New Hampshire Voters Casting Last-Minute Ballots, Turnout Could Reach Record High

Residents of New Hampshire cast last-minute ballots Tuesday in a primary election expected to narrow the field of presidential candidates.

Voters braved snowy conditions and waited in long lines at polling stations across the state, turning out in what are expected to be record numbers.

«I voted for Donald Trump because the economy is so bad and I think he could probably be the best man to help,» said Roberta Latour from Merrimack.

Oscar Villacis is a Clinton supporter from Nashua. «My heart was telling me Bernie Sanders, but my mind was telling me Hillary Clinton,» he said.

Sanders, Trump expected to win 

Sanders, an independent senator from the neighboring state of Vermont, is widely expected to come out ahead of ex-secretary of state Clinton in New Hampshire in the Democratic Party primary.

The Democratic socialist Sanders still trails Clinton in most national polls, but has been steadily gaining ground on her in recent days.

On the Republican side, the billionaire Trump has for months enjoyed a double-digit lead over his rivals, and is expected to secure his first victory of the primary campaign.

Trump must win the state by at least 10 percentage points to secure his frontrunner status, says prominent Republican pollster Frank Luntz.

«When you consider all the negative comments that are made about him, all the attacks — if he can survive it, and beat all these guys by 10 points or more, then he’s clearly the frontrunner,» Luntz told VOA.

«If he doesn’t get 10 points or more, it says that we’ve got to take a look at the polling for accuracy, or we’ve got to take a look at his campaign,» he added.

Democratic presidential candidate Hillary Clinton meets with customers as she stops at Dunkin' Donuts during the first-in-the-nation presidential primary, Feb. 9, 2016, in Nashua, N.H.

Democratic presidential candidate Hillary Clinton meets with customers as she stops at Dunkin’ Donuts during the first-in-the-nation presidential primary, Feb. 9, 2016, in Nashua, N.H.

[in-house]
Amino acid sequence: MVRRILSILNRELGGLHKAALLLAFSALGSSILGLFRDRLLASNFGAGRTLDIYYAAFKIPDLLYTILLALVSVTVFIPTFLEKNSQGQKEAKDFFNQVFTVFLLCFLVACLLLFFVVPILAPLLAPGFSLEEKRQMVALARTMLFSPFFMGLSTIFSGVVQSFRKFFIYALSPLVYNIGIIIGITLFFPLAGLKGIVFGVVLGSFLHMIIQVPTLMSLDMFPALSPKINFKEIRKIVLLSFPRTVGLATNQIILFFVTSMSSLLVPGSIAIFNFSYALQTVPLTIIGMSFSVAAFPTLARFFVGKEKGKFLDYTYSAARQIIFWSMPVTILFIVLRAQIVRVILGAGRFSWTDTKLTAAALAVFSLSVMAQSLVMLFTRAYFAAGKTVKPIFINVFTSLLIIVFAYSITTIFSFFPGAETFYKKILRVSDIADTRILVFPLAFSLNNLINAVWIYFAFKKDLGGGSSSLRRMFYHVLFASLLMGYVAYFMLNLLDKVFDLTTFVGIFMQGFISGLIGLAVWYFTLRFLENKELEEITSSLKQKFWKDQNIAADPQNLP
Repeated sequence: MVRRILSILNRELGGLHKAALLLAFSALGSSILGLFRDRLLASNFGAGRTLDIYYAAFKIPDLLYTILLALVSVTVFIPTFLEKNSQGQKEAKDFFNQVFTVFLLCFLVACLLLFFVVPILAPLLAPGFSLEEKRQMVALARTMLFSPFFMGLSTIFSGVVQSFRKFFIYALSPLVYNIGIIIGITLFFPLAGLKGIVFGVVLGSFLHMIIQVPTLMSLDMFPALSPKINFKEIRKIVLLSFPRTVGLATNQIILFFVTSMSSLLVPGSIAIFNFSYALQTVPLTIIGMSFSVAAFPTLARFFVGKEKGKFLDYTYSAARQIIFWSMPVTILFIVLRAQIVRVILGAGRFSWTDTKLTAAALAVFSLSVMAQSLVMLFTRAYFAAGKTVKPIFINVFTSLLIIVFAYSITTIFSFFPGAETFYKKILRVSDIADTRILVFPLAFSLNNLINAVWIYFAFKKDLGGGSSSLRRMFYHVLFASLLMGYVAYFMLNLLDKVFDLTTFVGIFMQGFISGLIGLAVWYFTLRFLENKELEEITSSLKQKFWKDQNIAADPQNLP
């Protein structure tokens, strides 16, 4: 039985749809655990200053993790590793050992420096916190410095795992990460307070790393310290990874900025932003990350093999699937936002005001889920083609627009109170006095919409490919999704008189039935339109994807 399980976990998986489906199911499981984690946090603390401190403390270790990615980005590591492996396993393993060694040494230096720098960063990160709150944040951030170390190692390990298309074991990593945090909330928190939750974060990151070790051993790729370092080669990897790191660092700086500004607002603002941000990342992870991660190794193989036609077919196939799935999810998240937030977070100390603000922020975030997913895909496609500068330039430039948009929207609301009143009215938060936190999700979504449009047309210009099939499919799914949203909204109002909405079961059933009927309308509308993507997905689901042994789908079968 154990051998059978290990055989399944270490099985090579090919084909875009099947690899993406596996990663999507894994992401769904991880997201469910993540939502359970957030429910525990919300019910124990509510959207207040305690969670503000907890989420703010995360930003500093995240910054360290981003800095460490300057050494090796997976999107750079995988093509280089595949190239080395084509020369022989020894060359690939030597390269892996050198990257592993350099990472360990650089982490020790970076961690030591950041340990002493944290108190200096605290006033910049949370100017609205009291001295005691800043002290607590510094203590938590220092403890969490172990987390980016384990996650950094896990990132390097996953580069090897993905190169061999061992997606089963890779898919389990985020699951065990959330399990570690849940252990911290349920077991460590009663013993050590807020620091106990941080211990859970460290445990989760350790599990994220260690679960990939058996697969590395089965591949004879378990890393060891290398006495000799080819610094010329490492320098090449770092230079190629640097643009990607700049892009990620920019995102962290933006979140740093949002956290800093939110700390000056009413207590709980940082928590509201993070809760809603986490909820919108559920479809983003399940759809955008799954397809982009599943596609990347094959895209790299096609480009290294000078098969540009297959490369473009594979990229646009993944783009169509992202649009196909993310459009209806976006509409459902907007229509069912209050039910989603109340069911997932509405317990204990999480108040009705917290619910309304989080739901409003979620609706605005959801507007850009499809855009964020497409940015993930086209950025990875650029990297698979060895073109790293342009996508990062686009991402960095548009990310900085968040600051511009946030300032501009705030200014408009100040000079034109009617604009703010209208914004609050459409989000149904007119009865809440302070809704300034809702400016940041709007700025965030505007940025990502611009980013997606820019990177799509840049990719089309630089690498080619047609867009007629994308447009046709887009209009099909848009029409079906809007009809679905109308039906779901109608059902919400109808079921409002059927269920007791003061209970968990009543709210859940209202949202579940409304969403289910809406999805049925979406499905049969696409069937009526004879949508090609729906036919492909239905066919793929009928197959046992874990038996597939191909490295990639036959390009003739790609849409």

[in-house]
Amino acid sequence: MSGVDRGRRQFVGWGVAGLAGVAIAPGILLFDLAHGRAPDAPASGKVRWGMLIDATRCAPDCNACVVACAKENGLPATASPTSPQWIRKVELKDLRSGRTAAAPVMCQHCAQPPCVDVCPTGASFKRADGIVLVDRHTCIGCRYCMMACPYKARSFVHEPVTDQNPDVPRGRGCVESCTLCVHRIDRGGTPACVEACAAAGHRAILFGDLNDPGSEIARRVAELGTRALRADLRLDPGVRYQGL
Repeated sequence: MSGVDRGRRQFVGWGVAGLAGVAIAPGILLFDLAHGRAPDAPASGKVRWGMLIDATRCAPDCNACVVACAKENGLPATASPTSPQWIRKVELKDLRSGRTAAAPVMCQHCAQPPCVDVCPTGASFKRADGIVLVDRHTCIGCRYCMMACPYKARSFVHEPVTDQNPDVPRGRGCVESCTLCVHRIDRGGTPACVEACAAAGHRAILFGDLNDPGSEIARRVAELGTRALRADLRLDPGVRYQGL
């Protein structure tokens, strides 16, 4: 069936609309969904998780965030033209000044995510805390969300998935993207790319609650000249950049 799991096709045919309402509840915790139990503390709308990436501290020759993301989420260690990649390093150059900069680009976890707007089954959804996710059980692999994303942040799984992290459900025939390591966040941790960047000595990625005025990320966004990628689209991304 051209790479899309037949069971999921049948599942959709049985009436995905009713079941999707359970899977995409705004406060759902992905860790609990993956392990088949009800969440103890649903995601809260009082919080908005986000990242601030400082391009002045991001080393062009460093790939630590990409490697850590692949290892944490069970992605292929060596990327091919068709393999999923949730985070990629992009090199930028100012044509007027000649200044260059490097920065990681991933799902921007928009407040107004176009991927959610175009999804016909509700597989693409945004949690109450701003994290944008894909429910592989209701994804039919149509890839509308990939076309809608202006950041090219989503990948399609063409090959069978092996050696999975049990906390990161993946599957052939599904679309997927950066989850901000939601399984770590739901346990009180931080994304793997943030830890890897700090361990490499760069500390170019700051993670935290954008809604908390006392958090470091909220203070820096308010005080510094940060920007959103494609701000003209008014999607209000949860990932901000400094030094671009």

Trump finished a disappointing second to Texas Senator Ted Cruz in last week’s first-in-the-nation nominating contest in Iowa, where voting takes place in local caucus meetings.

Race for second

One of the big questions is who will finish second in the GOP field. Several Republican candidates have staked their entire campaign on doing well in the state.

Donald Trump eats breakfast at the Airport Diner in Manchester, NH on the morning of the primary, Feb. 6, 2016. (Photo: K. Gypson/VOA)

Donald Trump eats breakfast at the Airport Diner in Manchester, NH on the morning of the primary, Feb. 6, 2016. (Photo: K. Gypson/VOA)

Among those who have the most to lose by a poor performance are ex-Florida governor Jeb Bush, New Jersey Governor Chris Christie and Ohio Governor John Kasich.

The situation is particularly dire for Kasich if he cannot perform well in New Hampshire, according to Joe Bafumi, a professor at local Dartmouth College.

«He didn’t do well in Iowa,» he said. «He didn’t even contest it. And he doesn’t have anything in place in any other state — no advertising, no grassroots.»

All polls are scheduled to close at 8:00 p.m. local time. Results are expected to start trickling in a short time later.